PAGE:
Peace and economic fortune in West Asia has arrived at a cost too dear to measure in purely financial terms: the environment is drowning under the sheer weight of tourism. The coral reefs of the Red Sea are disintegrating as tourists snorkel dive to watch sea life in these clear waters going about its business. The biggest trouble spot, fear marine biologists from Israel, Egypt and Jordan, is likely to be the complex ecosystem of the Gulf of Aqaba.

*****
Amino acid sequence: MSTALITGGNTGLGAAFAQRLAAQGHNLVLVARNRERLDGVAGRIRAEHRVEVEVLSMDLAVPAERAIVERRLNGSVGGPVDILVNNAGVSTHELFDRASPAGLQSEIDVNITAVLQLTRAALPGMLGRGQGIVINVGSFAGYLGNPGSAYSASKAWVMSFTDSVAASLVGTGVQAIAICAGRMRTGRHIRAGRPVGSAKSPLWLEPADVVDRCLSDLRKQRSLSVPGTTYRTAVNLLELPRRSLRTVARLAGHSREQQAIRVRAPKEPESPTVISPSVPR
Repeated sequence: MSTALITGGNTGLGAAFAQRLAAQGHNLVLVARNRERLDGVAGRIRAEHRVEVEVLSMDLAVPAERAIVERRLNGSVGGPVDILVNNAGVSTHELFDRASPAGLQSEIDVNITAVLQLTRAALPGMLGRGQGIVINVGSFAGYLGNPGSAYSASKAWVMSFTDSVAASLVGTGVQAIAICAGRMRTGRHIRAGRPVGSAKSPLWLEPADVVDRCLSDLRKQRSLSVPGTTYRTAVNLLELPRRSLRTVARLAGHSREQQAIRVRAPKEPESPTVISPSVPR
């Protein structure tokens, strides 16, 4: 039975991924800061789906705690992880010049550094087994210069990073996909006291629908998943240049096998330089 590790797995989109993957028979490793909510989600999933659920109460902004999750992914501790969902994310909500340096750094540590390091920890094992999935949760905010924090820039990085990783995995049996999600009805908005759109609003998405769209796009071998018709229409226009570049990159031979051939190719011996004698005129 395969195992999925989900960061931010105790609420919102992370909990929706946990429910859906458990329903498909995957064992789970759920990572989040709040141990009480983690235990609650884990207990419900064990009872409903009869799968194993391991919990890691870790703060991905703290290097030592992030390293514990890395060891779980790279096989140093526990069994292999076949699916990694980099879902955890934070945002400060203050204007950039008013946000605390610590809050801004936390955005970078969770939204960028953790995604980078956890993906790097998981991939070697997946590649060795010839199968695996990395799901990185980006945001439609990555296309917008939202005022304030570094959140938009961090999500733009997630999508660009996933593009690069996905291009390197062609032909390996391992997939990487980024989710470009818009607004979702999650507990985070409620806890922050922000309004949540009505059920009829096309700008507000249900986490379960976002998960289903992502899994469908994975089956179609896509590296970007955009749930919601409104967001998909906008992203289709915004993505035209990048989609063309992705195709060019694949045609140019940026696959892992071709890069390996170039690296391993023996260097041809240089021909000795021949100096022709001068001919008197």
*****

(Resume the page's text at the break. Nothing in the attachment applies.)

The Gulf, home to the northernmost corals in the world, seems almost certainly headed for a bigger mess as Egypt firms up its plans to set up a "Red Sea Riviera". Poor in oxygen content, the Gulf is an ideal environment for a wide variety of corals. But pollution is changing the balance by leading to a largescale proliferation of seaweeds and planktonic algae, both of which hasten the destruction of the corals by suffocating them and cutting off the sunlight that the corals require for growth. Israeli officials from the Nature Reserve Authority believe that divers cause severe damage to the reefs, breaking coral formations, stirring up sand that smothers and damages polyps, and mindlessly snapping off pieces of the reef as take-home souvenirs.
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